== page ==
Chicken Floss and Cheese Semi Wholemeal Rolls

On this 7th day of Lunar New Year - also known as the birthday of all humans - I thought it's about time to bake another lot of bread, to break away from stuffing our faces with all those festive cookies and cakes. But instead of the usual white bloomer bread or just throwing in some walnuts, I have decided to make use of some of the festive food we have prepared for the Spring Festival - chicken meat floss - and make some chicken floss & cheese rolls!

Chicken meat floss is a common thing in Malaysia and we can easily get buns filled with or covered in it. During Lunar New Year, the Chinese here would actually stock up on meat floss (chicken or pork) and eat it as snack.

As the meat floss is in a really dry form, I am using cheese in the hopes to bind it together so that it won't keep falling off the bread when eating. Besides, the melted cheese should help to keep it a little moist.

I am using the 20% wholemeal and 80% strong flour (1:4) ratio this time (for other wholemeal:strong flour ratios please refer to Home-baked Wholemeal Breads of Different Flour Ratios), as I would like a rather soft and spongy bread, with not too long a proving time.

Ingredients for the dough:
100g wholemeal flour
400g white bread flour
7g Instant dried yeast
7g ground rock salt (or table salt)
3 tablespoons sunflower oil
300ml water (more if dough is too dry)
Sprinkle of dried mixed herbs (optional)
2 teaspoons freshly grated orange zest (optional)

For the rolls' filling:
Cheddar cheese, finely chopped (I have used about 40g but it is up to one's preference)
Chicken meat floss (or pork. And again, the amount is up to one's preference)

I have only used half of the dough to make the chicken meat floss rolls, whilst the other half stayed a plain, normal bloomer bread, just to meet different family members' requirements. Meaning, should you wish to try making this with the entire dough ingredients, you would want to double the amount of cheese and meat floss.

Ideally, I would love to add some mayonnaise to the chicken meat floss to make it even more moist and sticks better to the dough. Unfortunately I haven't any in the house at the moment, so that would be something to remember on my next online grocery order.

Preparing the dough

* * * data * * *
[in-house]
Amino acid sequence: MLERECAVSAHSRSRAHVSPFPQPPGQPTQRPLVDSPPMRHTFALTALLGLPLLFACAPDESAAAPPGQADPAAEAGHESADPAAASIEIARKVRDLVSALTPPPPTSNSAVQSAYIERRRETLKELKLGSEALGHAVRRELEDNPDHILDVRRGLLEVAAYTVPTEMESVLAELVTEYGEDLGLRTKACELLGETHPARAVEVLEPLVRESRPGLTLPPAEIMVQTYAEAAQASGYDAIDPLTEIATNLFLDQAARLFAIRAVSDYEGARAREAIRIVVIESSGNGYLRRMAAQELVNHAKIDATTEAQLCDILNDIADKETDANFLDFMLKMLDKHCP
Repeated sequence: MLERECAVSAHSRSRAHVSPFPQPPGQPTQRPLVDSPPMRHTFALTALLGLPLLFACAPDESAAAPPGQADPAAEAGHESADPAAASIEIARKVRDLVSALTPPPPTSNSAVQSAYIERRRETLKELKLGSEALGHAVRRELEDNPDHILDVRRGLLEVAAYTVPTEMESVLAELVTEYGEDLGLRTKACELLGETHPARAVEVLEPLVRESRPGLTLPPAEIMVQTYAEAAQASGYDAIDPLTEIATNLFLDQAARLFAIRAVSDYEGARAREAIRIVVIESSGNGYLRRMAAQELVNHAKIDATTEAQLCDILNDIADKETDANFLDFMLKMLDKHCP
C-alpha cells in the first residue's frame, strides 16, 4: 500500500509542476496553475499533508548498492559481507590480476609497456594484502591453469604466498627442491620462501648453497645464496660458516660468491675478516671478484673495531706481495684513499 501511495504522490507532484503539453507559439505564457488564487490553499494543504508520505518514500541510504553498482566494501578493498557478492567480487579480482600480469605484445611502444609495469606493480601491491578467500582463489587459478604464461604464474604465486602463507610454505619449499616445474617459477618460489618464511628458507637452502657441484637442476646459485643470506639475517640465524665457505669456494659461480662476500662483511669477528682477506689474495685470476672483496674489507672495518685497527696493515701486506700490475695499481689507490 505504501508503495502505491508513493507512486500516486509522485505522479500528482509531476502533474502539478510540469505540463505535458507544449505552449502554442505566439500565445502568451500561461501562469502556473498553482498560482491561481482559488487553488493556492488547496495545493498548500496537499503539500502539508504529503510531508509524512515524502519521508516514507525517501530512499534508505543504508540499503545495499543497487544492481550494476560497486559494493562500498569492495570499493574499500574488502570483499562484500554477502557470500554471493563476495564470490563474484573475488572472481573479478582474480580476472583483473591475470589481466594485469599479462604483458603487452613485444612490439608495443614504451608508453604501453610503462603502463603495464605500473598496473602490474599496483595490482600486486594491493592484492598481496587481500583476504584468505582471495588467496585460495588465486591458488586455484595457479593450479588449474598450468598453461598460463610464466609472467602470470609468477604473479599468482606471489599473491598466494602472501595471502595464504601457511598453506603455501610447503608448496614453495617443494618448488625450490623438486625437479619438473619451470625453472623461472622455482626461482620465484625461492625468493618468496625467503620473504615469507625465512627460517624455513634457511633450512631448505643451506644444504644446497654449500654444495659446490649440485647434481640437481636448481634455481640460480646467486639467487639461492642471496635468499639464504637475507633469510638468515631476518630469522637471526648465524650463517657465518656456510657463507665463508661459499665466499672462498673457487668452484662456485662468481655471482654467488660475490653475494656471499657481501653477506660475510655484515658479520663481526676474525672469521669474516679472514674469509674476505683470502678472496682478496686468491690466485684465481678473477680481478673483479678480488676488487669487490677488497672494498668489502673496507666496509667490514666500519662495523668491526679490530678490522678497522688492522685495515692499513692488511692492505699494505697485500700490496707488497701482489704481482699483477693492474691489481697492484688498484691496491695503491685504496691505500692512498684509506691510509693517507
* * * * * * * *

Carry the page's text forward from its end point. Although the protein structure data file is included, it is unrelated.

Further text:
Put all the dry ingredients in a large and deep mixing bowl and mix them together. Make a well in the middle and slowly pour in the oil and two-third of the water. Start binding the flour together from the inside out (if I want to avoid getting my hand too sticky, I'll use a tablespoon or fork at this stage). 

Slowly drip in the remaining water gradually (I may or may not use all of this, depending on how humid the weather is), to combine every bit into a soft dough before kneading it on a lightly oiled surface. You can also lightly flour the worktop for kneading but I do personally prefer oil.

After kneading for about 20 minutes, the dough has become smooth and it's time to prove it (of course, not without the windowpane test). Lightly oil the same mixing bowl and place the doughs in it. I usually leave it in the turned off oven to prove for about 1 to 2 hours, depending on the weather and humidity. 

Bread dough ready for proving

Now is the time to get ready my loaf tins and line them with baking parchment. I do this to make sure that the bread will come out easily every time.

Next is to get the cheese ready. I will do this just before the first prove of the dough is ready, by just chopping the cheese using a dough cutter.

Cheddar cheese, finely chopped

First prove done

Once the dough has at least doubled in size, punch back to knock out the air off the dough and divide it into two halves. Slightly knead and shape one of them into longish dough. Place it into a lined loaf tin and set aside.

Press the other half of the dough to form a rectangular (like a pastry), cover it with a layer of chopped cheese then the chicken meat floss.

Gently and carefully roll the dough from one short side, like rolling a Swiss roll. Then, cut the rolled up dough into 4 equal parts and place them in the other lined loaf tin, like this:

Leave both the plain loaf dough and the meat floss rolls to prove for for further 1 to 2 hours or till double in size.

2nd proving done

I think my dough-cutting skill does need some improvement, because when the dough is done proving the second time, I often find that the shapes become slightly unequal 😅

Set the oven to 200ºC.

Spray some water over the top of the doughs. Since I have two different doughs here with rather different size and thickness, I have put the much thicker plain loaf in the oven first, followed by the smaller meat floss rolls 10 minutes later. The latter is then taken out about 8-10 minutes before the former.

In a clearer picture, the baking times for both are:

Normal loaf - 200ºC for 25 minutes then turn heat down to 180ºC and bake for another 15 minutes.
Chicken meat floss rolls - 200ºC for 15 minutes then turn heat down to 180ºC and bake for another 5 minutes.

I could have baked them separately, but then the dough that's baked later would have proved for too long. Plus, I'm just lazy.

The difference in thickness of both bakes


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